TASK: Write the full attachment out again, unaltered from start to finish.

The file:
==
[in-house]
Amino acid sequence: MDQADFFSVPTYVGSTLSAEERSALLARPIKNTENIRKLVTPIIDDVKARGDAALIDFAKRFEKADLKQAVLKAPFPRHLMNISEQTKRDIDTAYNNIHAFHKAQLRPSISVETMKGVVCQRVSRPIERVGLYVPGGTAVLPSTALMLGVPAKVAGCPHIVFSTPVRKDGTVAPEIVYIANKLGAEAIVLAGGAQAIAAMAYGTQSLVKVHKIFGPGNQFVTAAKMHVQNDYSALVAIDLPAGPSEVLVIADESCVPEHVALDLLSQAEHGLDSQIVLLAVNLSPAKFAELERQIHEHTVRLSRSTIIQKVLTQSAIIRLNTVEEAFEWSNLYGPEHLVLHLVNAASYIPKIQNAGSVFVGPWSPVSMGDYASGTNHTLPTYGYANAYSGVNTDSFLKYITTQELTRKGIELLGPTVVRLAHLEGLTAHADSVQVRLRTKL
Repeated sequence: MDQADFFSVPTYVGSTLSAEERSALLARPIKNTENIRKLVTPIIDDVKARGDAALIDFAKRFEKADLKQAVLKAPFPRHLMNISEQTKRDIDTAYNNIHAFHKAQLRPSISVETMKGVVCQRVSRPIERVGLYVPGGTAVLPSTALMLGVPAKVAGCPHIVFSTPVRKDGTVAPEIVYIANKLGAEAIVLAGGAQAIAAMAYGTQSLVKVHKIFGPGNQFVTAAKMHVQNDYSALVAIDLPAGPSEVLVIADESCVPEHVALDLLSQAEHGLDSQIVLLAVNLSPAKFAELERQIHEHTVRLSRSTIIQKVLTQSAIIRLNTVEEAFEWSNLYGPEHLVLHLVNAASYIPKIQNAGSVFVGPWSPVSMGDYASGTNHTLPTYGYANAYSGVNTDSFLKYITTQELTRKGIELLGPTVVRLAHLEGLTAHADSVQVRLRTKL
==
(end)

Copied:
[in-house]
Amino acid sequence: MDQADFFSVPTYVGSTLSAEERSALLARPIKNTENIRKLVTPIIDDVKARGDAALIDFAKRFEKADLKQAVLKAPFPRHLMNISEQTKRDIDTAYNNIHAFHKAQLRPSISVETMKGVVCQRVSRPIERVGLYVPGGTAVLPSTALMLGVPAKVAGCPHIVFSTPVRKDGTVAPEIVYIANKLGAEAIVLAGGAQAIAAMAYGTQSLVKVHKIFGPGNQFVTAAKMHVQNDYSALVAIDLPAGPSEVLVIADESCVPEHVALDLLSQAEHGLDSQIVLLAVNLSPAKFAELERQIHEHTVRLSRSTIIQKVLTQSAIIRLNTVEEAFEWSNLYGPEHLVLHLVNAASYIPKIQNAGSVFVGPWSPVSMGDYASGTNHTLPTYGYANAYSGVNTDSFLKYITTQELTRKGIELLGPTVVRLAHLEGLTAHADSVQVRLRTKL
Repeated sequence: MDQADFFSVPTYVGSTLSAEERSALLARPIKNTENIRKLVTPIIDDVKARGDAALIDFAKRFEKADLKQAVLKAPFPRHLMNISEQTKRDIDTAYNNIHAFHKAQLRPSISVETMKGVVCQRVSRPIERVGLYVPGGTAVLPSTALMLGVPAKVAGCPHIVFSTPVRKDGTVAPEIVYIANKLGAEAIVLAGGAQAIAAMAYGTQSLVKVHKIFGPGNQFVTAAKMHVQNDYSALVAIDLPAGPSEVLVIADESCVPEHVALDLLSQAEHGLDSQIVLLAVNLSPAKFAELERQIHEHTVRLSRSTIIQKVLTQSAIIRLNTVEEAFEWSNLYGPEHLVLHLVNAASYIPKIQNAGSVFVGPWSPVSMGDYASGTNHTLPTYGYANAYSGVNTDSFLKYITTQELTRKGIELLGPTVVRLAHLEGLTAHADSVQVRLRTKL